Anal Polyps: Are They A Sign Of Colorectal Cancer?

    Anal Polyps: Are They A Sign Of Colorectal Cancer?

    The colon and rectum are two areas where uncontrolled cell growth can result in anal polyps. Healthy cells grow and divide in an orderly manner, but mutations in specific genes can cause cells to continue dividing even when new cells are not required.

    An anal polyp or colon polyp is a growth on the inner lining of the colon (large intestine) or rectum. It can be flat, slightly raised (called sessile), or on a stalk (called pedunculated). There are various microscopic types of polyps (which require a microscope to determine). Certain adenomas or sessile serrated polyps can eventually grow over time and turn into colon cancer.

    Risk and Causes

    Genetic changes that disrupt the typical cell cycle of the colon’s lining cells are the cause of polyp development. Numerous factors, such as your diet, lifestyle, advanced age, gender, and genetic or hereditary disorders, may increase the risk or rate of these changes.

    Adenomatous polyps are common, occurring in up to 25% of people over 50 in the United States. They are found in about 30% of adults over the age of 45–50. Men and women of all ethnic backgrounds are at risk of colon polyps and colon cancer. Race, gender, smoking, and obesity are some other risk factors.

    Important lifestyle factors that increase your risk of developing colorectal polyps and cancer include:

    • Smoking
    • Excessive alcohol consumption
    • Lack of exercise
    • Not eating a healthy diet

    Signs of Colon Polyps

    Blood can appear as red streaks in your stool or make it appear black. However, tool color changes can also be caused by specific foods, medications, or dietary supplements. Changes in bowel habits, such as constipation or diarrhea that lasts longer than a week, may be an indication of a larger colon polyp or cancer.

    The majority of colon polyps and early, curable colorectal cancer do not cause symptoms. However, when they do, they may include:

    • Bleeding from the rectum, which can be seen with the naked eye or detected microscopically by fecal blood test
    • Unexplained iron deficiency anemia
    • Unexplained weight loss
    • Change in iodine levels

    People who report higher levels of stress also report higher levels of smoking, poor diet, and low physical activity, all of which have been linked to the formation of colon polyps. These stress-related factors may have an impact on colon polyp development.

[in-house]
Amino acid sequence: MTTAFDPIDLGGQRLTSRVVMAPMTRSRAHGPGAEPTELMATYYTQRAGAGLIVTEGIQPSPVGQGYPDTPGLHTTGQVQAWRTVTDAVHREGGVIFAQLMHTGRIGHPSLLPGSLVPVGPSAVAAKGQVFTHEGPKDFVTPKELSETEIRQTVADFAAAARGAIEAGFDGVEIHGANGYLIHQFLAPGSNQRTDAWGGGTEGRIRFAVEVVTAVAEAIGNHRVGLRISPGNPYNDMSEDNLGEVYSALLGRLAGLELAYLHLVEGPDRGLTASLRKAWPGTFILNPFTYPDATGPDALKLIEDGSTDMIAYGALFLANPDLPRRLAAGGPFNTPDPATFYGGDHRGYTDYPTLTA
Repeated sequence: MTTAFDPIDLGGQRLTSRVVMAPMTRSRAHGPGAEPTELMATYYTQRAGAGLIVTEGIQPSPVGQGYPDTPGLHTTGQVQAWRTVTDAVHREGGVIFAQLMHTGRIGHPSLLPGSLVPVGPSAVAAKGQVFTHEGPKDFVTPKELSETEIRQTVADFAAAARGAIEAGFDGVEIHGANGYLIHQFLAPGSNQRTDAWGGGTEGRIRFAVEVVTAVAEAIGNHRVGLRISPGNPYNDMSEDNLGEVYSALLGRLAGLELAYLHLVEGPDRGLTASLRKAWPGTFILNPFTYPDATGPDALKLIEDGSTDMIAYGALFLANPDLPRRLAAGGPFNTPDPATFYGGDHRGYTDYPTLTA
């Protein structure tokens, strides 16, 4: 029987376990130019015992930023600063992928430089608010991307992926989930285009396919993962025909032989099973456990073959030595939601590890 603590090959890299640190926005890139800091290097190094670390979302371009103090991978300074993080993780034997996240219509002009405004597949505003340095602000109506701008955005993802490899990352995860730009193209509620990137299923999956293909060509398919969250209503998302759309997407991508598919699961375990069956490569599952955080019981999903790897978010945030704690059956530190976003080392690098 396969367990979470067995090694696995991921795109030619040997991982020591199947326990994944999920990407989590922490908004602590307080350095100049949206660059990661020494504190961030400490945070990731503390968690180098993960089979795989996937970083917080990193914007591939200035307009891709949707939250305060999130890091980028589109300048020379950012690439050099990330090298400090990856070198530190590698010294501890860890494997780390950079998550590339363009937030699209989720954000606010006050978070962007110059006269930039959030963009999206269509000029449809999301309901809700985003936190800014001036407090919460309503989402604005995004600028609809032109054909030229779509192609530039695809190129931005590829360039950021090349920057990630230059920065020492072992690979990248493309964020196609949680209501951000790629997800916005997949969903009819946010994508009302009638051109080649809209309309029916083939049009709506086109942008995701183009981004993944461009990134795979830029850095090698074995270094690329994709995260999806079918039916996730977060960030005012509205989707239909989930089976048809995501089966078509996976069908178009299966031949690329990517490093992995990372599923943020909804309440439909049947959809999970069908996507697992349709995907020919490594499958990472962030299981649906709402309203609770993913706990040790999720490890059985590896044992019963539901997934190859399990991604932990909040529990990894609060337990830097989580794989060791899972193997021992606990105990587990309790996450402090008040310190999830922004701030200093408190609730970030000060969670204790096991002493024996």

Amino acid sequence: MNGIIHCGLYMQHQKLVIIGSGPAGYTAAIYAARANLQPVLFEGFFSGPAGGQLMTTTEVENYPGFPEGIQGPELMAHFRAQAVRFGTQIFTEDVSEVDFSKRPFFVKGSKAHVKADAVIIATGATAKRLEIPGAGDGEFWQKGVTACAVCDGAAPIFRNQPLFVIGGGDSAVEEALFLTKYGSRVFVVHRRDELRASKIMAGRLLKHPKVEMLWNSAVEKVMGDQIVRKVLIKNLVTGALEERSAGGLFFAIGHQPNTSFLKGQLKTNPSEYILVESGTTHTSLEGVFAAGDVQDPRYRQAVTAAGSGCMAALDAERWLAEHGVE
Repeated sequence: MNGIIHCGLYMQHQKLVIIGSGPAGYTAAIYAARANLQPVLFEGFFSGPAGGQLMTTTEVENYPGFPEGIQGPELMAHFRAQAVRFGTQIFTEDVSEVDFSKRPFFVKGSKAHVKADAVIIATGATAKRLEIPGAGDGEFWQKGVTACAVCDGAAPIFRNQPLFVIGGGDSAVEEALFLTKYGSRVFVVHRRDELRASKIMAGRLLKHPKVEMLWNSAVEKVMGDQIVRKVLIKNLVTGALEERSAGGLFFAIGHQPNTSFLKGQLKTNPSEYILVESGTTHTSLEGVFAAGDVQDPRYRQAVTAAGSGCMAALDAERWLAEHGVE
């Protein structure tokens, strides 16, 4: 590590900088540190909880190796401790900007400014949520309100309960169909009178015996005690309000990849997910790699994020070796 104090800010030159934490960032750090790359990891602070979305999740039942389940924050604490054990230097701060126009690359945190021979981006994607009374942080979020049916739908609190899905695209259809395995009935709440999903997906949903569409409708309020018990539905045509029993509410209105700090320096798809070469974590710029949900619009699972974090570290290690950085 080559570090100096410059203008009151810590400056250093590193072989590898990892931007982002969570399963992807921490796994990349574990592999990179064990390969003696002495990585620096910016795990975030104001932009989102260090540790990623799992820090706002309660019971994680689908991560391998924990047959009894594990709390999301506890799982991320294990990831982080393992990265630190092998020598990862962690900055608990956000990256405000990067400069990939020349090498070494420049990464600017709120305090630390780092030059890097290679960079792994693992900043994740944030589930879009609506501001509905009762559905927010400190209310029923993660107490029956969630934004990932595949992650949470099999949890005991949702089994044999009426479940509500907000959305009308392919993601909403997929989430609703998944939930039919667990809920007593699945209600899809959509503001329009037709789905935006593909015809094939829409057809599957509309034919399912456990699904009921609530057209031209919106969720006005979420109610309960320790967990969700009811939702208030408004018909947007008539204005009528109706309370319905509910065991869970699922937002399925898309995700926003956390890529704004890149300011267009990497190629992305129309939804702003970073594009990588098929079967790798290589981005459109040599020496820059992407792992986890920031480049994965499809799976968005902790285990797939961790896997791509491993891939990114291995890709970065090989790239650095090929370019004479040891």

Colon polyps: How are they identified?

    A colonoscopy is a procedure wherein a trained medical professional examines your rectum and colon using a long, flexible, narrow tube called a colonoscope. This has a light and tiny camera on one end. In addition to polyps and cancer, a colonoscopy can also reveal inflamed and swollen tissue, ulcers, and polyps.

    During a colonoscopy, a long, thin, flexible tube is inserted into the large intestine through the rectum and equipped with a camera that displays images on a screen and enables the removal of polyps.

    Sigmoidoscopy: An examination of the final third of the large intestine is performed by inserting a thin, flexible tube via the rectum (sigmoid colon).

    CT Scan: Using radiation, a medical procedure called a computed tomography (CT) scan creates images of the large intestine.

    Stool tests: If the stool sample you send to the lab is positive for blood or genetic abnormalities that could indicate polyps and cancer, a colonoscopy is required.

    In order to examine for and remove polyps, a colonoscopy should be performed if any of the most recent tests reveal abnormalities.

    Can colon polyps be avoided?

    A few lifestyle changes may also be helpful, and routine screenings can dramatically reduce your risk of developing colon polyps and colorectal cancer:

    • Learn how to live a healthy lifestyle
    • Eat a diet rich in fruits, vegetables, and whole grains
    • Keep your fat intake to a minimum
    • Don’t drink too much and don’t smoke
    • Exercise—at least 150 minutes per week of moderate aerobic activity, as well as two sessions of muscular strengthening
    • Consume three to five servings of fruit and vegetables daily
    • Avoid eating too much red meat and fatty foods
    • Low-dose aspirin used every day has been found to reduce colon polyps and cancer. However, aspirin can have side effects. Consult your doctor first.

    Key Takeaway

    Most colorectal cancers start as a growth on the inner lining of the colon or rectum. These growths are called polyps. Some types of polyps can turn into cancer over time (usually many years). However, not all polyps become cancer. A polyp can take as many as 10 to 15 years to develop into cancer. With screening, doctors can find and remove polyps before they have the chance to turn into cancer.

    Learn more about Colorectal Cancer here.

    Hello Health Group does not provide medical advice, diagnosis or treatment.

    Medically reviewed by

    Danielle Vitan, MD

    General Practitioner


    Written by Hello Doctor Medical Panel · Updated Oct 17, 2022

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